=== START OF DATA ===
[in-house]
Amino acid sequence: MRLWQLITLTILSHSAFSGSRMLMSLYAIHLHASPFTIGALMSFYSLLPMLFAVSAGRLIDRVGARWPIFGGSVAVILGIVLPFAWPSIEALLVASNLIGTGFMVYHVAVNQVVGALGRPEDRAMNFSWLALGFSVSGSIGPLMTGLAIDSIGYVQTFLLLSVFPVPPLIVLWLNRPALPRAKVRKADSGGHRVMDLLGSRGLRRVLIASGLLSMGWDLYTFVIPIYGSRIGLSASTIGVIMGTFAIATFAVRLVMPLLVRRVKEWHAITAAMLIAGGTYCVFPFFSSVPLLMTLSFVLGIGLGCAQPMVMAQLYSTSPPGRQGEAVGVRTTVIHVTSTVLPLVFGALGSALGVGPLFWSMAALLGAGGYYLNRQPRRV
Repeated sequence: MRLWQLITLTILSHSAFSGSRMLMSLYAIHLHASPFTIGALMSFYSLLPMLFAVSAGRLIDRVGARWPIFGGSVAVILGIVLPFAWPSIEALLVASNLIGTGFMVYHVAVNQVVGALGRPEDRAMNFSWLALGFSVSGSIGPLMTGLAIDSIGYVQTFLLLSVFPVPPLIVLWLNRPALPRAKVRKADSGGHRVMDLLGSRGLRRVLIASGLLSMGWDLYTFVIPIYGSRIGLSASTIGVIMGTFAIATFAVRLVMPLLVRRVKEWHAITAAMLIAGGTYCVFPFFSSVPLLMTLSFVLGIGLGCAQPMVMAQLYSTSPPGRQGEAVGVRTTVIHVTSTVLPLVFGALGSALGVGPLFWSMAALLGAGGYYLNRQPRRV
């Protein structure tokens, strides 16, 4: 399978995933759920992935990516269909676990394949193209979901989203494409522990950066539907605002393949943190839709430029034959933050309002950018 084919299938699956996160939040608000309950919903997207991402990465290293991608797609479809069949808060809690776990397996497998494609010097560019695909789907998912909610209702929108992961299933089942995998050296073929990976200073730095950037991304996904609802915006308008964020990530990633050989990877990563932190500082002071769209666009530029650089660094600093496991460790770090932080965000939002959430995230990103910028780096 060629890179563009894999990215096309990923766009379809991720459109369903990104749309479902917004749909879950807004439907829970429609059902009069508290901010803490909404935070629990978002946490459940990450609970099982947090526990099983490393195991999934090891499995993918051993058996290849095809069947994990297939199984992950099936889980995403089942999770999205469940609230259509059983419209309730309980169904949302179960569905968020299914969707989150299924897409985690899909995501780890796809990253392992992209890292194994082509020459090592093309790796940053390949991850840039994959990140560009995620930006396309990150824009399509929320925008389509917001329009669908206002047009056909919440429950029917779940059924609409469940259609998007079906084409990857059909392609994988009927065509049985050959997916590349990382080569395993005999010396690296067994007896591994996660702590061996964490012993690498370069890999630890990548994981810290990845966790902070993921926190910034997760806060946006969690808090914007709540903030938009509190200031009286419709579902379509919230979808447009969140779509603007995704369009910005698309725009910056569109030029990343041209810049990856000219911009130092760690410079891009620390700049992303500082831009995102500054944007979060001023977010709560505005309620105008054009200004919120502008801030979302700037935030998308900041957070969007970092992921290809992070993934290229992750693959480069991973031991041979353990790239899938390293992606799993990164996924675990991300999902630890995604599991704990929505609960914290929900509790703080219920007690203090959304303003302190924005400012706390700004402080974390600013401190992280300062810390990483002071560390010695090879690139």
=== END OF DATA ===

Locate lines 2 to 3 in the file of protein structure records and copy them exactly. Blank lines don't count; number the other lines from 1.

Amino acid sequence: MRLWQLITLTILSHSAFSGSRMLMSLYAIHLHASPFTIGALMSFYSLLPMLFAVSAGRLIDRVGARWPIFGGSVAVILGIVLPFAWPSIEALLVASNLIGTGFMVYHVAVNQVVGALGRPEDRAMNFSWLALGFSVSGSIGPLMTGLAIDSIGYVQTFLLLSVFPVPPLIVLWLNRPALPRAKVRKADSGGHRVMDLLGSRGLRRVLIASGLLSMGWDLYTFVIPIYGSRIGLSASTIGVIMGTFAIATFAVRLVMPLLVRRVKEWHAITAAMLIAGGTYCVFPFFSSVPLLMTLSFVLGIGLGCAQPMVMAQLYSTSPPGRQGEAVGVRTTVIHVTSTVLPLVFGALGSALGVGPLFWSMAALLGAGGYYLNRQPRRV
Repeated sequence: MRLWQLITLTILSHSAFSGSRMLMSLYAIHLHASPFTIGALMSFYSLLPMLFAVSAGRLIDRVGARWPIFGGSVAVILGIVLPFAWPSIEALLVASNLIGTGFMVYHVAVNQVVGALGRPEDRAMNFSWLALGFSVSGSIGPLMTGLAIDSIGYVQTFLLLSVFPVPPLIVLWLNRPALPRAKVRKADSGGHRVMDLLGSRGLRRVLIASGLLSMGWDLYTFVIPIYGSRIGLSASTIGVIMGTFAIATFAVRLVMPLLVRRVKEWHAITAAMLIAGGTYCVFPFFSSVPLLMTLSFVLGIGLGCAQPMVMAQLYSTSPPGRQGEAVGVRTTVIHVTSTVLPLVFGALGSALGVGPLFWSMAALLGAGGYYLNRQPRRV